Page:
To hedge or not to hedge, that is the question
Should we go out and look for a safe harbour to hide in, or do we go into this storm and try to ride it out? That’s my metaphor for this week’s report.
Translation: To hedge or not to hedge diesel and gasoline prices. Do we lock in now or just ride the market? Hedging is a fancy verb for guessing. My short and blunt answer is right now would be a good idea to find a real hedge and hide under it.
Not too long ago, opting to take a hedge position was primarily based on objective and current supply and demand data, which was then weighed against verifiable, documented, historical market information. If near to mid-term supply looks tight versus demand, then lock in.
Otherwise forget it. But as I wrote about in last week’s report, taking a futures position in today’s market is more complicated now.
Geopolitics, like President Vladimir Putin’s war in Ukraine, may or may not continue to affect the global crude benchmark price of Brent. This benchmark has now been reduced to trying to read the mind of Putin, which is no easy task at the best of times, and these are not the best of times for Ukrainians, Russians, or the Russian leader. With a twitch of his eye, he could cut off supply of crude, and all refined products to the European community, and spike prices around the world overnight.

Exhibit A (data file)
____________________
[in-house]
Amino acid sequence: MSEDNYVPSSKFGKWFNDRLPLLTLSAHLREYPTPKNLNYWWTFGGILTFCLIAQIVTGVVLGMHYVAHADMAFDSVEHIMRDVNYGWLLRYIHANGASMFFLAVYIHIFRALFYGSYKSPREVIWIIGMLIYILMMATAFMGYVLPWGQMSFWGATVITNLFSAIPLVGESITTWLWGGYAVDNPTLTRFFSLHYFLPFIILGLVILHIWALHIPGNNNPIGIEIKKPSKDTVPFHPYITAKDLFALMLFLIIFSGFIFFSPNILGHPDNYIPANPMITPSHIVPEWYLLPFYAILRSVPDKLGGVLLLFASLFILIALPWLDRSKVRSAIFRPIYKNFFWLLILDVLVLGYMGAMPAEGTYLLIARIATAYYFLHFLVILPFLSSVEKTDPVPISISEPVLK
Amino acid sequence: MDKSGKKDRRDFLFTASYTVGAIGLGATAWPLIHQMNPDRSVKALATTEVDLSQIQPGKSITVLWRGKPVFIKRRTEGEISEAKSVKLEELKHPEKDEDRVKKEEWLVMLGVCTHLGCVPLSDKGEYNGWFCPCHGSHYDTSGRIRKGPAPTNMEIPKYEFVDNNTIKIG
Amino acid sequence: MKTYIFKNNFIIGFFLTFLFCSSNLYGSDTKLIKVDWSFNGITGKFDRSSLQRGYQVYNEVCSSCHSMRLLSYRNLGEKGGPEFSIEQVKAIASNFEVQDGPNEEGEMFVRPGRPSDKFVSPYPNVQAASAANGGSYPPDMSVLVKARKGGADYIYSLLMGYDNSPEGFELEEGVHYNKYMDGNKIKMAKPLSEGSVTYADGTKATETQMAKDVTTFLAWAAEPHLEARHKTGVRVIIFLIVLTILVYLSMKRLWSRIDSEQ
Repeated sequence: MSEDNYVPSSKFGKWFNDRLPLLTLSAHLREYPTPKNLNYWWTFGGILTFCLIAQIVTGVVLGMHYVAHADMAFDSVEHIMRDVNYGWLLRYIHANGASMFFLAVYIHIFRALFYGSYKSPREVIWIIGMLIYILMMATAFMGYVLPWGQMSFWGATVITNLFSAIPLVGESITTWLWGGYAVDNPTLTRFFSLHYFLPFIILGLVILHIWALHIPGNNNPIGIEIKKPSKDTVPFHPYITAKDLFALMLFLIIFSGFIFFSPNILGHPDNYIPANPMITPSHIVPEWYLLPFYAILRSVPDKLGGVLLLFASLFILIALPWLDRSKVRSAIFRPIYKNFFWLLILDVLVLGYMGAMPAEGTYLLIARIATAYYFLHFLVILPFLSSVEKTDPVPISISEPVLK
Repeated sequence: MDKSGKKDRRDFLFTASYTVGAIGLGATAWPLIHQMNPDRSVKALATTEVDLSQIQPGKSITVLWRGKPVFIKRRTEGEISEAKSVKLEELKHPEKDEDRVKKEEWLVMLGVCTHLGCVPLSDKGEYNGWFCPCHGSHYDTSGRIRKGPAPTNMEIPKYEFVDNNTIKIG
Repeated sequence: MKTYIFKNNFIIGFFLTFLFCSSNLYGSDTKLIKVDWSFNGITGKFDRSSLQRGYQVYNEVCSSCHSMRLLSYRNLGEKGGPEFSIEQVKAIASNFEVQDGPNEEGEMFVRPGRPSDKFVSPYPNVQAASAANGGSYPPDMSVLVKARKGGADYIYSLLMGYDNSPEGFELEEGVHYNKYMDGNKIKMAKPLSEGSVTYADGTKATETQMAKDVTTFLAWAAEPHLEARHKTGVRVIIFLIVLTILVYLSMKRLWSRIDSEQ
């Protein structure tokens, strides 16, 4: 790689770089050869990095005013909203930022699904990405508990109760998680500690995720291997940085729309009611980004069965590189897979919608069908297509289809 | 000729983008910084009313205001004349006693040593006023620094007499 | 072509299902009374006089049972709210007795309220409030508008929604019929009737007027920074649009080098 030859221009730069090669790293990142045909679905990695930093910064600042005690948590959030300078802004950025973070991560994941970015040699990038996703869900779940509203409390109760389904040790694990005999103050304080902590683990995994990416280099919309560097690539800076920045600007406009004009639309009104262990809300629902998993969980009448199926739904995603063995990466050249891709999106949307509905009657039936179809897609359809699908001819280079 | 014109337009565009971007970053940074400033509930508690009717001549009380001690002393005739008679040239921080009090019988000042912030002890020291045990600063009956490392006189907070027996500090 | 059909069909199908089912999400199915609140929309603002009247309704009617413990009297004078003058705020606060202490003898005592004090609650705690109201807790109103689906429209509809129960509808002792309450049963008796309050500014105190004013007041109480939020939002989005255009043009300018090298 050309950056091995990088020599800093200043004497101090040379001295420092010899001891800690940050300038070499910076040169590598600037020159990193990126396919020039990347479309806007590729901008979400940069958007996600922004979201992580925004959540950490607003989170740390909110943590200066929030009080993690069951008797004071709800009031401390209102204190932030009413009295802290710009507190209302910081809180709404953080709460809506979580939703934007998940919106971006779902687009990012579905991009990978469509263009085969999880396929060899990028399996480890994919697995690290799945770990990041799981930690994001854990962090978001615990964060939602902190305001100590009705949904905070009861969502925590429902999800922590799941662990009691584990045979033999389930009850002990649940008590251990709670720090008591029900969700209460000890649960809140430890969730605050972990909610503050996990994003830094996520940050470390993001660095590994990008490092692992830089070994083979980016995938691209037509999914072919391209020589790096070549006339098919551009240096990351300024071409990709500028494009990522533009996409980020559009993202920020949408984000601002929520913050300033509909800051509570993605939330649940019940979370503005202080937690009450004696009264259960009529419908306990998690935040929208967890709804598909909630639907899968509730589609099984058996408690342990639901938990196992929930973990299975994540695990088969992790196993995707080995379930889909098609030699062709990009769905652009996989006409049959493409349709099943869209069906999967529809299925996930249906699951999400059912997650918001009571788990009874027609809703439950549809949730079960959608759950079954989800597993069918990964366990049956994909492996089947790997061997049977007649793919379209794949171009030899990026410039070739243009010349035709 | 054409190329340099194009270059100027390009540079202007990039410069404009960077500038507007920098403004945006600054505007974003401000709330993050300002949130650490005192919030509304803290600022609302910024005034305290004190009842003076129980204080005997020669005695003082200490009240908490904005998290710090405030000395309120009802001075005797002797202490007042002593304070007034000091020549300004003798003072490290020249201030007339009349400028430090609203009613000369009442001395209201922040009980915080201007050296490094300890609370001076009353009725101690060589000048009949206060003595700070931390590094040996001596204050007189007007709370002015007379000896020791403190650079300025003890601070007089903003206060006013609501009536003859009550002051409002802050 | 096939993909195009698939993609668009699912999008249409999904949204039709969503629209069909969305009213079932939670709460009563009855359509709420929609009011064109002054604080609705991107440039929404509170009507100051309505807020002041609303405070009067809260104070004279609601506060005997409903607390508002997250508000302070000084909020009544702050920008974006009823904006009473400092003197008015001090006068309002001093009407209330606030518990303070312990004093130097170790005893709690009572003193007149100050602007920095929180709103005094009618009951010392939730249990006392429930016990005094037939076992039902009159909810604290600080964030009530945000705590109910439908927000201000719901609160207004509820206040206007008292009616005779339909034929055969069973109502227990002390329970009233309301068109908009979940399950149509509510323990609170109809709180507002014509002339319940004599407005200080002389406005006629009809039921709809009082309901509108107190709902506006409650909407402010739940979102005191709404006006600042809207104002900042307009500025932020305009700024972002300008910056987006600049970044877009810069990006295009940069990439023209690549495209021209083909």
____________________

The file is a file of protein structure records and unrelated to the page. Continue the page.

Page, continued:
Try factoring that into your, ‘to hedge or not to hedge’ formula.
Then we have the world’s largest buyer of crude and related products – China that keeps spinning its revolving door on its COVID-19 lockdown rules of engagement. This week’s version has the lockdown button in the off position so, the ‘guesstimators’ on Wall Street are anticipating a jump in demand and therefore an increase in prices for gasoline and diesel.
To heck with it! Let’s forget about the rest of the world and look at this Island of North America for some guidance on the logic of taking a hedging position.
The Holy Grail of market information in the fossil fuel industry is the weekly Environmental Impact Assessment (EIA) report. This must be simple, right? If inventories of crude increase, then prices of diesel, gasoline, and jet fuel should decrease.
Not so. In the latest EIA report, crude levels increased by a record 19 million barrels, and gasoline shot up by 4 million barrels. So, surely wholesale, pump and rack prices should plummet, right?
Not so again. They actually increased the next day by 3 cents per litre. This was not just a one-day fluke either, prices have continued to increase as this week rolls on.
If this is any indication of the rough seas of pricing in the coming months, then I suggest going below deck, forget hedging, and ride this storm out.
– Roger McKnight – B.Sc., Senior Petroleum Analyst